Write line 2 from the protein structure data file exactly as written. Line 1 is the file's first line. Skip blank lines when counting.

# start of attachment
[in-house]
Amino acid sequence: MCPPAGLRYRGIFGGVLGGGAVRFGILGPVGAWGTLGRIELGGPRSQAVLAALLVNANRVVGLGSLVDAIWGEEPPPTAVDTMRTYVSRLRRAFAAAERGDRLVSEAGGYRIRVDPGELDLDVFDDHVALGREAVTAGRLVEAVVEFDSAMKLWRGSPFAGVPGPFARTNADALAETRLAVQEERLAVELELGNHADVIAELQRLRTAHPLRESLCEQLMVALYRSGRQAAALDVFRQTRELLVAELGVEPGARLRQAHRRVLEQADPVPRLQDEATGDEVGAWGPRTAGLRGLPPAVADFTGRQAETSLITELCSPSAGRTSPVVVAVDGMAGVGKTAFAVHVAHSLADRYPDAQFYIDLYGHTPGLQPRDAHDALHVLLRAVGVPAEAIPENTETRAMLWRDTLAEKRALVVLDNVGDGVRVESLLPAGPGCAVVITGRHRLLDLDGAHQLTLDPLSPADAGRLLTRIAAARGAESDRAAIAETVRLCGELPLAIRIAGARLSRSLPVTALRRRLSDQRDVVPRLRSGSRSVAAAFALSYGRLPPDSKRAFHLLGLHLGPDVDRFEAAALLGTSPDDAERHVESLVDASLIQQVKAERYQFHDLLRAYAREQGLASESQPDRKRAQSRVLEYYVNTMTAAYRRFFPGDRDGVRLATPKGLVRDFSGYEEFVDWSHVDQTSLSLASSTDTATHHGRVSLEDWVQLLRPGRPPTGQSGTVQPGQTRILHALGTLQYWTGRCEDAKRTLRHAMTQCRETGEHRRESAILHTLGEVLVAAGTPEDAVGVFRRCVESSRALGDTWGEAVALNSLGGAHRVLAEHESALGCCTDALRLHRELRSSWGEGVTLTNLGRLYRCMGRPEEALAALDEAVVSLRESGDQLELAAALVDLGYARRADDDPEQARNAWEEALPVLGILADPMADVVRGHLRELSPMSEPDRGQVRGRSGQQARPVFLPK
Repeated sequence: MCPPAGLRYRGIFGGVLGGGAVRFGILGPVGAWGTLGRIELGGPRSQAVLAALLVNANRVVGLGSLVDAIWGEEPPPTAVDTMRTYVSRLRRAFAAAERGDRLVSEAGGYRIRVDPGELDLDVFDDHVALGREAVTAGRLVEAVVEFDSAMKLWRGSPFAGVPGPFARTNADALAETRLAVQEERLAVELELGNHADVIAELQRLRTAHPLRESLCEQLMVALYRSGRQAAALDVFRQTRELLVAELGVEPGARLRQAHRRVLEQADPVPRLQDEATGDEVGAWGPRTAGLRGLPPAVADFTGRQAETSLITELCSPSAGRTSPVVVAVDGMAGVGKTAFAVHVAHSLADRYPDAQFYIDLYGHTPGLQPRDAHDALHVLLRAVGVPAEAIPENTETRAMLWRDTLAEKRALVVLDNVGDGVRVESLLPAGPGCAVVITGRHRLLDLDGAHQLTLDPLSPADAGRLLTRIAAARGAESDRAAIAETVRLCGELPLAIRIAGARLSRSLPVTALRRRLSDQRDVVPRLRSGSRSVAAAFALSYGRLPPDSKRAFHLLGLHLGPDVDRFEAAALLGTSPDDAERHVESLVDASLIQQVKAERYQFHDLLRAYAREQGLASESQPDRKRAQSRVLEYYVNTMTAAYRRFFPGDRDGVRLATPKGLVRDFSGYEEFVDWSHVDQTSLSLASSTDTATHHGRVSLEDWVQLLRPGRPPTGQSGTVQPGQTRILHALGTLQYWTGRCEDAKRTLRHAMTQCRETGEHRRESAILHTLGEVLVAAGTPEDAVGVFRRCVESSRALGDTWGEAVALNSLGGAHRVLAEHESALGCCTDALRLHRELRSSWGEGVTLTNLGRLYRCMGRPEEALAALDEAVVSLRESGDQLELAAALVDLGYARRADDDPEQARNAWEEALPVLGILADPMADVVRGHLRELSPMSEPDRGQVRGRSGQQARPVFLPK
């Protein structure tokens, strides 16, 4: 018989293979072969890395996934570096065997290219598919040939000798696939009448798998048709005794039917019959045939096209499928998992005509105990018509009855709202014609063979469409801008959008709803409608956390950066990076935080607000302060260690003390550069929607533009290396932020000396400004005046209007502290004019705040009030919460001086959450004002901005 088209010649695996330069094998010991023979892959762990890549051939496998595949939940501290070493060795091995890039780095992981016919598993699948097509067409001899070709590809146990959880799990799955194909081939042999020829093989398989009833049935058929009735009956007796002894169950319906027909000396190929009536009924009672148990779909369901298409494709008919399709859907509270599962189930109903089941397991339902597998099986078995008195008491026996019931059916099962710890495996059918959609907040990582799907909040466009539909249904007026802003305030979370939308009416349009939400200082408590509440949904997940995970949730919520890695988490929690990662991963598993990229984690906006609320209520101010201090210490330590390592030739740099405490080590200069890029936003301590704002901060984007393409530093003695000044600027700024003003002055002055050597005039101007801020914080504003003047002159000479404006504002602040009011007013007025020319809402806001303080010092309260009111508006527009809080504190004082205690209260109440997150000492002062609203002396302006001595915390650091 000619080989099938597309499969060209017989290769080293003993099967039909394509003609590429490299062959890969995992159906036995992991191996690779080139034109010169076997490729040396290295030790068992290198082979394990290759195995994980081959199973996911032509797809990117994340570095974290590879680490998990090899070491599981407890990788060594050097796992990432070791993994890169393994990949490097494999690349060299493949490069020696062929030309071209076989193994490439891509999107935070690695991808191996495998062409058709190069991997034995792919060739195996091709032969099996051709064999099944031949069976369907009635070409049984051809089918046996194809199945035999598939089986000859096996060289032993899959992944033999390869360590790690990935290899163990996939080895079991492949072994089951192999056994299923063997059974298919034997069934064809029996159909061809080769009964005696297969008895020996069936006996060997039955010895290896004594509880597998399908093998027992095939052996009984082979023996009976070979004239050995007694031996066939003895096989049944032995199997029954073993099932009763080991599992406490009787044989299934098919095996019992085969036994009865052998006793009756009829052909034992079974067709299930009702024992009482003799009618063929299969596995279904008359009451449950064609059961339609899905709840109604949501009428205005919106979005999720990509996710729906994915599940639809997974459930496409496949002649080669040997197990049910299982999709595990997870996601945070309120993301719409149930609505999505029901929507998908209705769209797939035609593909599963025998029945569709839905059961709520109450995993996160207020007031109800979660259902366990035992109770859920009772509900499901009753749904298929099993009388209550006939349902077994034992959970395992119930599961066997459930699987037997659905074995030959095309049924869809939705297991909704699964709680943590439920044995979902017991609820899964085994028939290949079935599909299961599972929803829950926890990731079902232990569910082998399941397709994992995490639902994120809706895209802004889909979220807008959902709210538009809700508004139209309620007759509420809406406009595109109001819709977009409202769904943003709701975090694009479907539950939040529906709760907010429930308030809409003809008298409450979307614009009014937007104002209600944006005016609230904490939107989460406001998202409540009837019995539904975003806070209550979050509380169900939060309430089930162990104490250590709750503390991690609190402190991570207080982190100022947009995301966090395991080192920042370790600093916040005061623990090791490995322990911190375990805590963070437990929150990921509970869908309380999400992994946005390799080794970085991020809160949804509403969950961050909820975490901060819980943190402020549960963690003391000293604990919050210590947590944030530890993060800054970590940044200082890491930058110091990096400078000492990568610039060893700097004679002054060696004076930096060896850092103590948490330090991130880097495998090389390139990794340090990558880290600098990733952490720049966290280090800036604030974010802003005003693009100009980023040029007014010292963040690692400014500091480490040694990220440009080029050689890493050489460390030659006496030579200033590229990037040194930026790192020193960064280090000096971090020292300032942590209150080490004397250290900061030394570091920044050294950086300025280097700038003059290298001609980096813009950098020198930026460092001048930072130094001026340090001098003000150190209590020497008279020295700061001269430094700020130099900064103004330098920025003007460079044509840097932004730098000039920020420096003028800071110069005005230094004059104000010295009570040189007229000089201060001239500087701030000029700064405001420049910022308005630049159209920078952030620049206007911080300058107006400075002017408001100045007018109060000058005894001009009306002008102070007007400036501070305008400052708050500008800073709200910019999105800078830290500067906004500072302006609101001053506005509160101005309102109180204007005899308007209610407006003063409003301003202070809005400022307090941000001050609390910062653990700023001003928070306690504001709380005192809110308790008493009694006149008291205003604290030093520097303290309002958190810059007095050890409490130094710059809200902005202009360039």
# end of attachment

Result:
Amino acid sequence: MCPPAGLRYRGIFGGVLGGGAVRFGILGPVGAWGTLGRIELGGPRSQAVLAALLVNANRVVGLGSLVDAIWGEEPPPTAVDTMRTYVSRLRRAFAAAERGDRLVSEAGGYRIRVDPGELDLDVFDDHVALGREAVTAGRLVEAVVEFDSAMKLWRGSPFAGVPGPFARTNADALAETRLAVQEERLAVELELGNHADVIAELQRLRTAHPLRESLCEQLMVALYRSGRQAAALDVFRQTRELLVAELGVEPGARLRQAHRRVLEQADPVPRLQDEATGDEVGAWGPRTAGLRGLPPAVADFTGRQAETSLITELCSPSAGRTSPVVVAVDGMAGVGKTAFAVHVAHSLADRYPDAQFYIDLYGHTPGLQPRDAHDALHVLLRAVGVPAEAIPENTETRAMLWRDTLAEKRALVVLDNVGDGVRVESLLPAGPGCAVVITGRHRLLDLDGAHQLTLDPLSPADAGRLLTRIAAARGAESDRAAIAETVRLCGELPLAIRIAGARLSRSLPVTALRRRLSDQRDVVPRLRSGSRSVAAAFALSYGRLPPDSKRAFHLLGLHLGPDVDRFEAAALLGTSPDDAERHVESLVDASLIQQVKAERYQFHDLLRAYAREQGLASESQPDRKRAQSRVLEYYVNTMTAAYRRFFPGDRDGVRLATPKGLVRDFSGYEEFVDWSHVDQTSLSLASSTDTATHHGRVSLEDWVQLLRPGRPPTGQSGTVQPGQTRILHALGTLQYWTGRCEDAKRTLRHAMTQCRETGEHRRESAILHTLGEVLVAAGTPEDAVGVFRRCVESSRALGDTWGEAVALNSLGGAHRVLAEHESALGCCTDALRLHRELRSSWGEGVTLTNLGRLYRCMGRPEEALAALDEAVVSLRESGDQLELAAALVDLGYARRADDDPEQARNAWEEALPVLGILADPMADVVRGHLRELSPMSEPDRGQVRGRSGQQARPVFLPK